The value of records as an aid to farm management is now generally accepted and in the case of the dairy farmer the importance of a simple and effective system of identification cannot be overstressed.
One of the latest methods in this particular field is freeze-branding which has only in recent months been introduced to Northern Ireland.
Mayday Agricultural Services, pioneers in the introduction of this new technique, have already “marked” around 3,500 animals on something like 100 farms here.
Last November Ulster agents Mr Jim Richmond, of Newtownbutler, and Mr John Black, Coleraine, carried out the freeze-branding of 57 Friesian dairy cows and their replacements on the farm of Mr Alex Boyd at Crevillyvalley, Shanksbridge, near Ballymena.
The merits of the system were completely endorsed by Mr Boyd with the comment – “Accurate and decisive identification of dairy stock has ceased to be a problem on the farm since introducing freeze-branding. There may initially be a certain amount of prejudice against changing to a new system but I am convinced that results will speak for themselves.”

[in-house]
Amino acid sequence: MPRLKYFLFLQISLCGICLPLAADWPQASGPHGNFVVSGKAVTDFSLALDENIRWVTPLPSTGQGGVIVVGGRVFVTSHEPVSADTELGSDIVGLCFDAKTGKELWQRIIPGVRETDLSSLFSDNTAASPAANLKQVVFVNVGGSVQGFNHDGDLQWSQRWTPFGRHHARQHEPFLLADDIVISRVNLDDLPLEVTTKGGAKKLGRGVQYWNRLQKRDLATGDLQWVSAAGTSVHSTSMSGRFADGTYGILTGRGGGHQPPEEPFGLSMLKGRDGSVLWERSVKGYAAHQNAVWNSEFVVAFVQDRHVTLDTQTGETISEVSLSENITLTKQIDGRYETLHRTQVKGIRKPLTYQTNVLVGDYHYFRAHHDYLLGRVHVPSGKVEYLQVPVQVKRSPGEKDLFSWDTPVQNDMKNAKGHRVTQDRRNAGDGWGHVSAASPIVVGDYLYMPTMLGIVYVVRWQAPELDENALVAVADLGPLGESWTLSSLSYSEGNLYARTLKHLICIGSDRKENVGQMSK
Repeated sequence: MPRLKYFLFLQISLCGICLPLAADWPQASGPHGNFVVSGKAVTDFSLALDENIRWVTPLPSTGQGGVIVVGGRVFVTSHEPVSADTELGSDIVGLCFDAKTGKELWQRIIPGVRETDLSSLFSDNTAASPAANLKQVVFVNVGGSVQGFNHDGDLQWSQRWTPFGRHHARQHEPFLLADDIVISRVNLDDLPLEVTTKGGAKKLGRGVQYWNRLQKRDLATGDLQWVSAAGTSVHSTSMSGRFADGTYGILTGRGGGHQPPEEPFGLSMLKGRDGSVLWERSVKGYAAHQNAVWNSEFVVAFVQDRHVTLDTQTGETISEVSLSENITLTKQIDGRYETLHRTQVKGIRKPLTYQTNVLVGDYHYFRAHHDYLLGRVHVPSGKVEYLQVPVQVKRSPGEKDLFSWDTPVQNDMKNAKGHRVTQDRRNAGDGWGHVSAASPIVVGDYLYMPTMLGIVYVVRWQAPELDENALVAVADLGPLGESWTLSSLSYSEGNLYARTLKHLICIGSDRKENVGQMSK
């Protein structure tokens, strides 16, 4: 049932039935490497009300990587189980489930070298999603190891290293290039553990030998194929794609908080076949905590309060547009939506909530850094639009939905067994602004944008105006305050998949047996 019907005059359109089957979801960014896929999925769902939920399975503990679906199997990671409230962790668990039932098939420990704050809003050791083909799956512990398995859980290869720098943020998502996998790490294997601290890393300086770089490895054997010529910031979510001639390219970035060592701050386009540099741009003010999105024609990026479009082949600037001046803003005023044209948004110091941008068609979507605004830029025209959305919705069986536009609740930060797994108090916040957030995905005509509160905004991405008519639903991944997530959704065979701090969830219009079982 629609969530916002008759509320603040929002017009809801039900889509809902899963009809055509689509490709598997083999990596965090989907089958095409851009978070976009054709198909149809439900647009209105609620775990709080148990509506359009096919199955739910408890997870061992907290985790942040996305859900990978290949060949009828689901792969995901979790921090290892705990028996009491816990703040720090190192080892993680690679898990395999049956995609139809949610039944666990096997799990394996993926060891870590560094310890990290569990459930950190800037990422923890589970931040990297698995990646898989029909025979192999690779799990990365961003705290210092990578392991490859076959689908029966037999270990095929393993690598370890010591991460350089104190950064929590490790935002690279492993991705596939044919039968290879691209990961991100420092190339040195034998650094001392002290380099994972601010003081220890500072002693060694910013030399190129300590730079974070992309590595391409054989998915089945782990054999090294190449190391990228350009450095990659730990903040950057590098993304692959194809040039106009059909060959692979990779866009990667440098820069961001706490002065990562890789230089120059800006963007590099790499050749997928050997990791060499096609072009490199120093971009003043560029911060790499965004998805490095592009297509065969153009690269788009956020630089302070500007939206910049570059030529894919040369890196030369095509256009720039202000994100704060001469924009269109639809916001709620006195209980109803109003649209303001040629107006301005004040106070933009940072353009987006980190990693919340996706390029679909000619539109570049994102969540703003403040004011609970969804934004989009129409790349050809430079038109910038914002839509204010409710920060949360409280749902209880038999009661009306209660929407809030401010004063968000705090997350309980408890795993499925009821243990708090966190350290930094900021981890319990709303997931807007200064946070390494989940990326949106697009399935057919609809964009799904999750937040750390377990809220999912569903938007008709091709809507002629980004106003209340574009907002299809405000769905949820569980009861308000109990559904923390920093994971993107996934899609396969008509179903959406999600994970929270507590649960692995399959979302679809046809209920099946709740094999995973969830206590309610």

Mr Boyd added that there had been no after-affects with the freeze-branding method. “Milk yields were not interrupted by the branding process,” he said.
The freeze-branding technique was first developed in America and it involves the application of a chilled branding iron to the animal’s hide.
This destroys the pigment producing cells of both hair and skin, and results in white hair and white skin. Where white animals are to be branded, the branding iron is applied for a longer period, resulting in a “bald” area.
Mr Richmond pointed out that the freeze-branding method had numerous advantages over the more conventional marking techniques such as clipping and the use of ear tags, and ankle and neck straps.
“Perhaps the biggest asset of the freeze-branding method is that it is permanent and the brand need never be renewed,” he said. “With the clipping method for example, the mark has to be continually and periodically repeated.
Mr Richmond also pointed out that freeze-branding was a painless operation. “Of course, nervous cows may show some reaction during the actual branding but this is only to be expected as the liquid coming in contact with the skin is between minus 50 and minus 70 degrees Fahrenheit.”
The cost of freeze-branding, he said, was five shillings per animal compared with the cost of neck bands, for example, at around 12s 6d.
“The freeze-branding service is guaranteed,” he said, “and animals which do not “take” are re-branded free of charge”.